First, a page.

Tag Archives: Cory Doctorow

Facebook: How private is it?

In the article titled “Mass Interpersonal Persuasion: An Early View of a New Phenomenon” BJ Fogg explores the role mass interpersonal persuasion (MPI) plays in social networking sites. Fogg believes MPI, a new form of persuasion, emerged when Facebook launched its Facebook Platform in May 2007. The new platform allows third parties to create and distribute web applications to all members of the site combining interpersonal persuasion with the reach of mass media (2).

He explains a course he created at Stanford University teaching the psychology and metrics of Facebook applications. Students were instructed to test various options and use data to create and distribute their applications, competing against big companies and professionals to attract users (3).

Fogg describes the six components of Mass Interpersonal Persuasion. An important point to note is that these components have existed before the Facebook Platform, however, they had never been used all together until now.

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‘The L(o)ng Revolution’ and ‘Scroogled’

Introduction

In 1974 Raymond Williams wrote an essay about the impact of television on society, “Television: Technology and Cultural Form.” In it, he expressed concern that while television had the ability to offer “extreme social choices” and could potentially lead to a “more educated and participatory democracy,” it also has the ability to further limit and regionalize the way we think and interact with one another to the few choices offered to us by large corporations and institutions.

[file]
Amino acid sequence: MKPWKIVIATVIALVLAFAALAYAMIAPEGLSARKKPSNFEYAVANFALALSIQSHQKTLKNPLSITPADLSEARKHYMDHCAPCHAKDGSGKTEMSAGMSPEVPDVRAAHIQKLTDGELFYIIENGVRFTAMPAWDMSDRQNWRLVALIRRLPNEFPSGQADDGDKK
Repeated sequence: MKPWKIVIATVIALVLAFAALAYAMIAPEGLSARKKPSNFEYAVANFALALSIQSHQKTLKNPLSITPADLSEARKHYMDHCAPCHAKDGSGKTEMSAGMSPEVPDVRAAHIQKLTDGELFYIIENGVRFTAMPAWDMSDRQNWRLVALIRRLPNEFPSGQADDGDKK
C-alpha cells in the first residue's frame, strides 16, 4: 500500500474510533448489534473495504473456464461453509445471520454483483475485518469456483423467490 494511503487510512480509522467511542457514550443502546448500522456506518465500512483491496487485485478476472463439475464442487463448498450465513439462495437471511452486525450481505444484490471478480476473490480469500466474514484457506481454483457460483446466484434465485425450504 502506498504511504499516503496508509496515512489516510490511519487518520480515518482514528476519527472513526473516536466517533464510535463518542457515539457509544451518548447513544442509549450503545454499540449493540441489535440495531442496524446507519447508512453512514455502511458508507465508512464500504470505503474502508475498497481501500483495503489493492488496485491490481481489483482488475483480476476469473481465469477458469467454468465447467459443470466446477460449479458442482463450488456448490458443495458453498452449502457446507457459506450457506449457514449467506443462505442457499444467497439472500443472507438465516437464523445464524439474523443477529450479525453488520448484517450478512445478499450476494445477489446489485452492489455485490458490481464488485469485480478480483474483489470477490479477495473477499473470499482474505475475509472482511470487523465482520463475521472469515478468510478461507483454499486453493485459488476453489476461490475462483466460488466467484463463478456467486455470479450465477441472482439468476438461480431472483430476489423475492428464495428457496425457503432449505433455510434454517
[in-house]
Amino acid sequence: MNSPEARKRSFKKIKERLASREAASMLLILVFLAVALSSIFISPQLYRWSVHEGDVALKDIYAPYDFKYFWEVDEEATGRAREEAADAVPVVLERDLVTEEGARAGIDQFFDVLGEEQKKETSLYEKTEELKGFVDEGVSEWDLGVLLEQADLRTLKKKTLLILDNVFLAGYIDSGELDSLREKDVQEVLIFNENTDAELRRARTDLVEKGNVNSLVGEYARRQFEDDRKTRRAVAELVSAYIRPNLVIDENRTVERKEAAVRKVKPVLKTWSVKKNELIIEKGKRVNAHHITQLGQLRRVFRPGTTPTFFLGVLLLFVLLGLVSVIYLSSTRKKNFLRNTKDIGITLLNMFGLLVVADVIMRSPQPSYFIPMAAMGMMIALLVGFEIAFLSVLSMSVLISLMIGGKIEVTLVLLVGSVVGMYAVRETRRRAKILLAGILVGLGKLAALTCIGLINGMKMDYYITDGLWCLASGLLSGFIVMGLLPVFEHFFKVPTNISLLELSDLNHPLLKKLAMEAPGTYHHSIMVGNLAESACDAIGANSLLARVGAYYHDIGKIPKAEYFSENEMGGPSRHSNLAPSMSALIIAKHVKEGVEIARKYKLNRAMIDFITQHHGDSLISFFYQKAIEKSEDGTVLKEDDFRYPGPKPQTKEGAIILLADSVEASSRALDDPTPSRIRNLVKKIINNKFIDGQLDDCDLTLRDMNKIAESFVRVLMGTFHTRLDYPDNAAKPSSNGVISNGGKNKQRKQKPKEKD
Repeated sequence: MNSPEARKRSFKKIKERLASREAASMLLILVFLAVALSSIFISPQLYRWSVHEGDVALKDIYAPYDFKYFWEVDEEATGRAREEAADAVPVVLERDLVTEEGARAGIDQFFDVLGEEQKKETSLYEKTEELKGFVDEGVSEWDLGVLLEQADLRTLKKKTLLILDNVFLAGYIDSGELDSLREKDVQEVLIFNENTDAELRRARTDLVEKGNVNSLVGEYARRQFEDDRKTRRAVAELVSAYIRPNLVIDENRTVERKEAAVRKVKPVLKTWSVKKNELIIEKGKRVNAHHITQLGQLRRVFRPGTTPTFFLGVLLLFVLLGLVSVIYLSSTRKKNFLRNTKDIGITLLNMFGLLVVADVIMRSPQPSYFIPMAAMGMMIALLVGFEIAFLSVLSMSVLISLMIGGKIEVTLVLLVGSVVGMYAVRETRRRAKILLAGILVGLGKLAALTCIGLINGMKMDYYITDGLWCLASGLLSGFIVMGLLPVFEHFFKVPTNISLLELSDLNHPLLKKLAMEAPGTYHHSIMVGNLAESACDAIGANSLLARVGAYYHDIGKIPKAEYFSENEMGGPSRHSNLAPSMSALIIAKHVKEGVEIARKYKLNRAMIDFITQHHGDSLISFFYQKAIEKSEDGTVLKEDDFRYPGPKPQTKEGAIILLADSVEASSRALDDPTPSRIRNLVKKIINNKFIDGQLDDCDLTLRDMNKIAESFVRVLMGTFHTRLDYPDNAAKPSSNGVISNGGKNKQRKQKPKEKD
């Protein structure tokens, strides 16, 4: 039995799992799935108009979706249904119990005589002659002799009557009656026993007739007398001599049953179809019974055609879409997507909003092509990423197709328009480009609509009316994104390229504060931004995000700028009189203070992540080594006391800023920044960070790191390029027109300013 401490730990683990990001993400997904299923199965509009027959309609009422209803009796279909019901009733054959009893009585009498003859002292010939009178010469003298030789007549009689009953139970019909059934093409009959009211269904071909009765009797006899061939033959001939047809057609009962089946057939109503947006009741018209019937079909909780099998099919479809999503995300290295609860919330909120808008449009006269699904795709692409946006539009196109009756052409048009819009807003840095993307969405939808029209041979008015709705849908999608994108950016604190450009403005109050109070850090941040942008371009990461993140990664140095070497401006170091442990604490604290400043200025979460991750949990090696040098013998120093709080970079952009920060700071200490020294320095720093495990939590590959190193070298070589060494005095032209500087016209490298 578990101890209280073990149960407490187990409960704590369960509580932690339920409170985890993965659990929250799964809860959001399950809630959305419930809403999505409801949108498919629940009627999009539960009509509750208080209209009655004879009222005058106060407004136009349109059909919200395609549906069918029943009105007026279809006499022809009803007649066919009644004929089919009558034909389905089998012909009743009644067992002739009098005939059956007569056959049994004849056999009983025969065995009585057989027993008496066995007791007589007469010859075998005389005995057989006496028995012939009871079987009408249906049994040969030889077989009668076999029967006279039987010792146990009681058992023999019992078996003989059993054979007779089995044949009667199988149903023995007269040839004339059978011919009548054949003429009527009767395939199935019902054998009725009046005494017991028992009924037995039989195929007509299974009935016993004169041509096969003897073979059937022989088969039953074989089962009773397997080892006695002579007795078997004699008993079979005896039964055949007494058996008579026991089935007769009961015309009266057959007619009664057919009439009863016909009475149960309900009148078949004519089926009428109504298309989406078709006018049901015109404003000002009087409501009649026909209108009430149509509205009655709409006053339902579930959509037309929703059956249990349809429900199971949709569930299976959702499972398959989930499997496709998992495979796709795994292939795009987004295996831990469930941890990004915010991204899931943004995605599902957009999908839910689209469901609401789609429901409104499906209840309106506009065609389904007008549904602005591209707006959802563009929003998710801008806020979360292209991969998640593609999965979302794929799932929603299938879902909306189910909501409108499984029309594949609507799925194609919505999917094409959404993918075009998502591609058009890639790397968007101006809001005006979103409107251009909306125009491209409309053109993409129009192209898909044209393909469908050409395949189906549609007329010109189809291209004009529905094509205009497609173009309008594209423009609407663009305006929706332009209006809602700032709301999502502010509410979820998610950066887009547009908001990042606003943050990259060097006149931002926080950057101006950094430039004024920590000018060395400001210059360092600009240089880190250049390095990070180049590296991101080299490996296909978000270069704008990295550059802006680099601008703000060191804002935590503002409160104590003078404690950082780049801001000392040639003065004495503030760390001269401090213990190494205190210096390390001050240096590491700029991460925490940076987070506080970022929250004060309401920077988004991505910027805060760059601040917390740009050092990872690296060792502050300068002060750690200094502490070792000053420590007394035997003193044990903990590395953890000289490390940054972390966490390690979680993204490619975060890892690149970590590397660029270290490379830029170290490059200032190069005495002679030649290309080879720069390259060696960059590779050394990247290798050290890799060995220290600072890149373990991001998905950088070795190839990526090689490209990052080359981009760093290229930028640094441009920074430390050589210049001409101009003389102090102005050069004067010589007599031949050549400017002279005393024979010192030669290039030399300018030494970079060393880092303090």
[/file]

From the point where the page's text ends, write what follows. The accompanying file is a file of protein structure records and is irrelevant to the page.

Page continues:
In today’s reading, “The Lo(n)g Revolution: the Blogosphere as an alternative Public Sphere?”, Anna Notaro begins with this excerpt from Williams’ article in order to put her own into context. While Williams’ assertions are seemingly out-of-date, they can be reapplied to the technology of today, which is the Internet. Her goal for this essay is to explore the political implications of the Internet and she wonders whether the Internet will remain a delimited public arena in which intellectual exchange freely flows between ordinary people, or become highly monitored and limited by potentially anti-democratic values. She concentrates on the “blogosphere” in particular (a term coined by William Quick in 2001 to refer to the “intellectual cyperspace” that bloggers inhabit), and its role in relation to “the intersection between technological change and a reformulation of the public sphere.” Continue reading